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Old 07-20-2012, 08:51 PM   #9
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Quote:
Originally Posted by WheelingIt View Post
It's a good idea to spend some time getting used to the rig and trying out your power usage before you jump into solar. We actually spent a year on the road before our solar installation and it was a great learning time.

One of the things you can do in camp is unplug from power at the campsite and see how far your battery stretches before you need to plug back in. Deep cycle batteries should only be discharged to ~50% so when you're doing this experiment bring along a volt meter and measure your battery voltage every hour or so to see how it's doing. I don't know what battery you have so check your battery specs to understand when you hit 50%. This is not an exact experiment, but will give you a very general idea of your usage rate and you can start from there.

50% Battery discharge is approximately 12.06 volts. You should not let your batteries discharge below 12 volts. Each time you do, it takes away from the lifespan of the battery.

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Old 07-20-2012, 11:46 PM   #10
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Solar energy is not cheap, look at it this way , you are paying up front for that free energy. The cheapest way to start would be to add a battery isolator so you can charge off the RV engine. Then later you can change to Gel batteries, you can put them anywhere you can find room for them, like under the kitchen sink You just have to run cable to them.
If your still using the old 12 volt bulbs, upgrade them to LED's, it will really help stretch that battery time. A watt saved, is a watt earned !
Then save up for one of those small portable honda generator ( I take it your on a budget ) to charge your batteries instead of running the coach engine.
I am sure you'll find a lot of other uses for that little generator too !

It should give you something to think about.
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Old 07-21-2012, 05:35 AM   #11
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Thanks for the advise guys.It helps having experienced rv'rs to talk to.We will have a look at what we can do, and go from there.
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Old 07-21-2012, 09:15 AM   #12
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Originally Posted by mgscott4 View Post
50% Battery discharge is approximately 12.06 volts. You should not let your batteries discharge below 12 volts. Each time you do, it takes away from the lifespan of the battery.

Although widely posted this chart is misleading as it represents battery voltage at some unknown load. For example 12.24V is the no load voltage for 50% discharge from the Interstate site. Do not use this chart.
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Old 07-21-2012, 09:38 AM   #13
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Originally Posted by CA Traveler
Although widely posted this chart is misleading as it represents battery voltage at some unknown load. For example 12.24V is the no load voltage for 50% discharge from the Interstate site. Do not use this chart.
I agree that the chart isn't totally accurate (any load on the batteries changes the voltage and the bigger the load the lower your "immediate" voltage reading -> for example I've seen our battery voltage drop to 11.8 on a fully charged battery when turning on the microwave), but I still feel it's a great approximation tool when you first start out. ideally you're supposed to disconnect your batteries and let them "rest" for period of time with no load before you measure voltage, but I've found that if you simply turn everything off in your RV (so all you're left with is a small phantom load) before measuring you get pretty close....close enough for an estimate anyway.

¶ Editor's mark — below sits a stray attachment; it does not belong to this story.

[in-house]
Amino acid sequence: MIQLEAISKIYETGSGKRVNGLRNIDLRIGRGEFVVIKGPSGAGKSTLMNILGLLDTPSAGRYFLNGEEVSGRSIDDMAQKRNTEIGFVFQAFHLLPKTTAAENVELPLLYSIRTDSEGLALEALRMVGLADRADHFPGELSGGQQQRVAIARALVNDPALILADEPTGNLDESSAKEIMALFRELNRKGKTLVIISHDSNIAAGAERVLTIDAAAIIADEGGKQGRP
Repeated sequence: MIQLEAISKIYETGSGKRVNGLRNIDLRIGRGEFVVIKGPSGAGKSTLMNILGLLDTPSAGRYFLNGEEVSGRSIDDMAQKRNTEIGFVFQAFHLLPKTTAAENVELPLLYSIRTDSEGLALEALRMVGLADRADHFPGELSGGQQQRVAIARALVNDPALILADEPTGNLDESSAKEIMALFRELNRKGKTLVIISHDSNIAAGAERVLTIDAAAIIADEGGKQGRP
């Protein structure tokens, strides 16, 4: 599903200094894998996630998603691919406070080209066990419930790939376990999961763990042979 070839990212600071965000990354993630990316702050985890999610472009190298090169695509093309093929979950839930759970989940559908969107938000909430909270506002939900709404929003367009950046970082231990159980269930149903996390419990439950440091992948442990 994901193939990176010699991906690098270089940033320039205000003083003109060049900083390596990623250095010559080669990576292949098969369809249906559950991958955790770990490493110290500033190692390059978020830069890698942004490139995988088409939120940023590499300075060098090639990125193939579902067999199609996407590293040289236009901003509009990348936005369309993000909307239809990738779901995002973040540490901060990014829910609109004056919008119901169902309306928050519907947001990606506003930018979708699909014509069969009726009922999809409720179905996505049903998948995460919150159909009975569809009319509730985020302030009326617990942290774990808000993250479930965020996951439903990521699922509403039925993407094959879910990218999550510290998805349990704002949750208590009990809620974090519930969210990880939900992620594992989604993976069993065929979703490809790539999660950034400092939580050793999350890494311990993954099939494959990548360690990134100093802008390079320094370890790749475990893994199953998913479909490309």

We used this chart almost exclusively our first year boondocking before we installed solar and other (more accurate) measuring devices such as the Xantrex LinkLITE Battery monitor. We did also use a specific gravity measurement our first year.

The only thing the OP should check before using this chart is that he actually has a 12V deep cycle battery in his rig and confirm these are the right numbers to use for his particular batteries. I'm assuming he does (it's by far the most common set-up), but he should double-check the specs.
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Old 07-21-2012, 09:55 AM   #14
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I disagree. I agree that the chart isn't totally accurate (any load on the batteries changes the voltage and the bigger the load the lower your "immediate" voltage reading -> for example I've seen our battery voltage drop to 11.9 when turning on the microwave), but I still feel it's a great approximation tool when you first start out. ideally you're supposed to disconnect your batteries and let them "rest" for period of time with no load before you measure voltage, but I've found that if you simply turn everything off in your RV (so all you're left with is a small phantom load) before measuring you get pretty close....close enough for an estimate anyway.

We used this chart almost exclusively our first year boondocking before we installed solar and other (more accurate) measuring devices such as the Xantrex LinkLITE Battery monitor. We did also use a specific gravity measurement our first year.

The only thing the OP should check before using this chart is that he actually has a 12V deep cycle battery in his rig and confirm these are the right numbers to use for his batteries. I"m assuming he does (it's by far the most common set-up), but he should double-check the specs.
The post was not qualified as an estimate and is inaccurate as posted. It's hard to judge what close means since the load for this chart as originally posted is not included.

Since you measured SG you got accurate results but if the chart worked for you then great.

I agree that the user should look up the numbers for his batteries as there is some variation between various brands.